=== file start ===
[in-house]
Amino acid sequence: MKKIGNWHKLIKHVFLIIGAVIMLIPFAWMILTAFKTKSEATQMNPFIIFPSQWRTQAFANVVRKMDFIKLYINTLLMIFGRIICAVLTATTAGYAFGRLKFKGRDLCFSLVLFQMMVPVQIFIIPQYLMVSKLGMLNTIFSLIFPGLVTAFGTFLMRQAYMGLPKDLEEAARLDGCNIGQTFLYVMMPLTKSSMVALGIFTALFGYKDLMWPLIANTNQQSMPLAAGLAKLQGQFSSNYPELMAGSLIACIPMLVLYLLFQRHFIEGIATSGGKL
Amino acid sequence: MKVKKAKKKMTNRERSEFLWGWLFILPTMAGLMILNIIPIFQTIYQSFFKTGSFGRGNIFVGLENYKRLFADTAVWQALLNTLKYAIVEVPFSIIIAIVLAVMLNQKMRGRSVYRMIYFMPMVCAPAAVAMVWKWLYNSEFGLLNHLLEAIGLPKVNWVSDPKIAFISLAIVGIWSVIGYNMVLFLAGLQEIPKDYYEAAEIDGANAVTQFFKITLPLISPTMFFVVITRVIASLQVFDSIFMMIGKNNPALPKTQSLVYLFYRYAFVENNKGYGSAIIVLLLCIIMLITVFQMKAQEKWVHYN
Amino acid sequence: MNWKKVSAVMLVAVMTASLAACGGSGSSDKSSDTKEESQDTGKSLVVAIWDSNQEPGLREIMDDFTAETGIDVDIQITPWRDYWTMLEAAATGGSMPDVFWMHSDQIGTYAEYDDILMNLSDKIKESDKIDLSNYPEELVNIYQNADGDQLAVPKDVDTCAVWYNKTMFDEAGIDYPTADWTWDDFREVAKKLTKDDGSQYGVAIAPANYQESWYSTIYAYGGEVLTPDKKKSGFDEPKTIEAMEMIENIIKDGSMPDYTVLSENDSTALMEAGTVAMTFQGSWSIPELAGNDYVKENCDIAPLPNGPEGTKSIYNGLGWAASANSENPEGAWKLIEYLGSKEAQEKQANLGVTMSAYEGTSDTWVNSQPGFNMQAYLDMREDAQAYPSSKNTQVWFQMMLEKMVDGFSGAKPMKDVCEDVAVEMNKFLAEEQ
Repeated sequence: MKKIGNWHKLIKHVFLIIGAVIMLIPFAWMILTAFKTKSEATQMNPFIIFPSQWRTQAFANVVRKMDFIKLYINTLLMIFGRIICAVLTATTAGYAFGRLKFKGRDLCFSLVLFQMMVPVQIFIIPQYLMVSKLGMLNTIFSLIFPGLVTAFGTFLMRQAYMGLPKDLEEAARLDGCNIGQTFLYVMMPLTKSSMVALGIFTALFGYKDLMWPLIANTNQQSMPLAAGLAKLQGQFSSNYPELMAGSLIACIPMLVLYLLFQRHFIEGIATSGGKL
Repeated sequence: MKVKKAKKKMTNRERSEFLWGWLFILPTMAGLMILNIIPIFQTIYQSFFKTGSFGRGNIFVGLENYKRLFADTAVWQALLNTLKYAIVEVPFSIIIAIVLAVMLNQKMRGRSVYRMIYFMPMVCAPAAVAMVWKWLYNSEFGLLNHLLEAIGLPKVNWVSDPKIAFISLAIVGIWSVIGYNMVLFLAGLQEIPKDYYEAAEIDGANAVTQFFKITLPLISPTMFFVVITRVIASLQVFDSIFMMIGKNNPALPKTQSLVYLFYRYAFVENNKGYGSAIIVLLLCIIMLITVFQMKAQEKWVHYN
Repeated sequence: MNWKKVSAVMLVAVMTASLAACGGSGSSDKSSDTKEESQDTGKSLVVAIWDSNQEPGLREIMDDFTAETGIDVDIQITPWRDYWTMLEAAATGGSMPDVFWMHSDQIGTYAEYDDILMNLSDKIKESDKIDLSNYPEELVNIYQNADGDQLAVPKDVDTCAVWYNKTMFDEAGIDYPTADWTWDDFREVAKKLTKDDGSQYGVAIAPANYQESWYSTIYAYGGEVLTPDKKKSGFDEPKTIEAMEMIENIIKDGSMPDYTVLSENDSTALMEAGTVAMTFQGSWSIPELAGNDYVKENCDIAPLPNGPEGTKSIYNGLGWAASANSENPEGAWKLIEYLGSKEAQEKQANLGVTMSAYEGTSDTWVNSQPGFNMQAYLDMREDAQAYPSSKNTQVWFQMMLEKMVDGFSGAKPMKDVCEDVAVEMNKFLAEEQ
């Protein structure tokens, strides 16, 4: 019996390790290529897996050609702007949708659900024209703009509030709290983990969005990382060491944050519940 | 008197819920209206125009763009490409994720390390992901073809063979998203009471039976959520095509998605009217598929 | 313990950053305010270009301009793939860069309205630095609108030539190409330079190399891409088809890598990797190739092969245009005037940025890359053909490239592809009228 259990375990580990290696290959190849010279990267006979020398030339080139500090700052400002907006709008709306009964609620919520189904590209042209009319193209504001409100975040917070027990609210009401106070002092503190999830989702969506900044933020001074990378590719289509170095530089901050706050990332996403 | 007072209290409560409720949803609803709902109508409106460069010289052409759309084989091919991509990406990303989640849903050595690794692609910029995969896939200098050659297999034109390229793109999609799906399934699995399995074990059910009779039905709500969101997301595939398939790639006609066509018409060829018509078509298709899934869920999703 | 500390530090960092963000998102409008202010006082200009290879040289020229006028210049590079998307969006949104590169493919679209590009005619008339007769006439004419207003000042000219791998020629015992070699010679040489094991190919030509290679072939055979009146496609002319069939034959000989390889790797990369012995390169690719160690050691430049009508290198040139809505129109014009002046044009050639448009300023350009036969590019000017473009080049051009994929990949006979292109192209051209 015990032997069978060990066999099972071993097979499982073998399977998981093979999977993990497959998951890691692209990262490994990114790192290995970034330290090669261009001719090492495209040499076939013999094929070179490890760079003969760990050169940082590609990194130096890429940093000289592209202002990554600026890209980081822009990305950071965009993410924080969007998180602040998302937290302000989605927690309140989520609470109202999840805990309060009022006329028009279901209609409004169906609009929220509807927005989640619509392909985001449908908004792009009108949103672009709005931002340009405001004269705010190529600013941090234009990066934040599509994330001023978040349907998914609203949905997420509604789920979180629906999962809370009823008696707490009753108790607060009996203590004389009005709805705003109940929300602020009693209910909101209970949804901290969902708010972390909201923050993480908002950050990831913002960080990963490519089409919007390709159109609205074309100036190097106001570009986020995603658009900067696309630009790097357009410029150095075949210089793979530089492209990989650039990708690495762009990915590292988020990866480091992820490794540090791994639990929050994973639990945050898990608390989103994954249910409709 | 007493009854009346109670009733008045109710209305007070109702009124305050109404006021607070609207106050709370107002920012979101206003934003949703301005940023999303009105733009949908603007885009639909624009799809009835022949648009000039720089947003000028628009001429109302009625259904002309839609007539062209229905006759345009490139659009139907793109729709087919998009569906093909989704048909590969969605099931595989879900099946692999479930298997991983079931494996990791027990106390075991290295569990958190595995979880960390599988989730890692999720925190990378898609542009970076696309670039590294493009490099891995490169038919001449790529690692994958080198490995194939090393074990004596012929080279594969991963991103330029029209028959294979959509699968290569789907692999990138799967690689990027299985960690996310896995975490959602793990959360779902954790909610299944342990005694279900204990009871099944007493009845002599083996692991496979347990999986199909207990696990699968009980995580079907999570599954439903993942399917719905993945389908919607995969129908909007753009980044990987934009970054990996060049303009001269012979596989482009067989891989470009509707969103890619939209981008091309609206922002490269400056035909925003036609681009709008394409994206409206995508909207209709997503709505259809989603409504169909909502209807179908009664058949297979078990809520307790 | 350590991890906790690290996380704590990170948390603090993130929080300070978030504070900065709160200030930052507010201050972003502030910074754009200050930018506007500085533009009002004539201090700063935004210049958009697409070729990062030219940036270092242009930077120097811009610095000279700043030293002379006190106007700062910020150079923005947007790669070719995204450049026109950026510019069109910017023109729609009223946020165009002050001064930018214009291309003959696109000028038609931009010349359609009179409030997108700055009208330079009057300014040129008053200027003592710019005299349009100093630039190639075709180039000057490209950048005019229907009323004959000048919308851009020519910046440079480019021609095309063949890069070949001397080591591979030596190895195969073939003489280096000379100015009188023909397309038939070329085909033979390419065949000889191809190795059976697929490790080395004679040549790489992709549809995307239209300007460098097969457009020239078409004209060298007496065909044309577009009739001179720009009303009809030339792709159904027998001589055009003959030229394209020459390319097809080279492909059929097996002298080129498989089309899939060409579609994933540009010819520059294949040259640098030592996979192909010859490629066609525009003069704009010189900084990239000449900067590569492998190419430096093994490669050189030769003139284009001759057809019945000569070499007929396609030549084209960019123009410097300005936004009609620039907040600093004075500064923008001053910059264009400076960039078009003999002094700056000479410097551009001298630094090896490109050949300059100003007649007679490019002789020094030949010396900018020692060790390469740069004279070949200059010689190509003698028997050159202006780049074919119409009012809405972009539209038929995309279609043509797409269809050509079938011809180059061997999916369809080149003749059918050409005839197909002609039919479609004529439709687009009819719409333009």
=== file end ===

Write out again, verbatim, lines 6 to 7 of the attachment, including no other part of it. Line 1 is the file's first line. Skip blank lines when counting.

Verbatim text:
Repeated sequence: MKVKKAKKKMTNRERSEFLWGWLFILPTMAGLMILNIIPIFQTIYQSFFKTGSFGRGNIFVGLENYKRLFADTAVWQALLNTLKYAIVEVPFSIIIAIVLAVMLNQKMRGRSVYRMIYFMPMVCAPAAVAMVWKWLYNSEFGLLNHLLEAIGLPKVNWVSDPKIAFISLAIVGIWSVIGYNMVLFLAGLQEIPKDYYEAAEIDGANAVTQFFKITLPLISPTMFFVVITRVIASLQVFDSIFMMIGKNNPALPKTQSLVYLFYRYAFVENNKGYGSAIIVLLLCIIMLITVFQMKAQEKWVHYN
Repeated sequence: MNWKKVSAVMLVAVMTASLAACGGSGSSDKSSDTKEESQDTGKSLVVAIWDSNQEPGLREIMDDFTAETGIDVDIQITPWRDYWTMLEAAATGGSMPDVFWMHSDQIGTYAEYDDILMNLSDKIKESDKIDLSNYPEELVNIYQNADGDQLAVPKDVDTCAVWYNKTMFDEAGIDYPTADWTWDDFREVAKKLTKDDGSQYGVAIAPANYQESWYSTIYAYGGEVLTPDKKKSGFDEPKTIEAMEMIENIIKDGSMPDYTVLSENDSTALMEAGTVAMTFQGSWSIPELAGNDYVKENCDIAPLPNGPEGTKSIYNGLGWAASANSENPEGAWKLIEYLGSKEAQEKQANLGVTMSAYEGTSDTWVNSQPGFNMQAYLDMREDAQAYPSSKNTQVWFQMMLEKMVDGFSGAKPMKDVCEDVAVEMNKFLAEEQ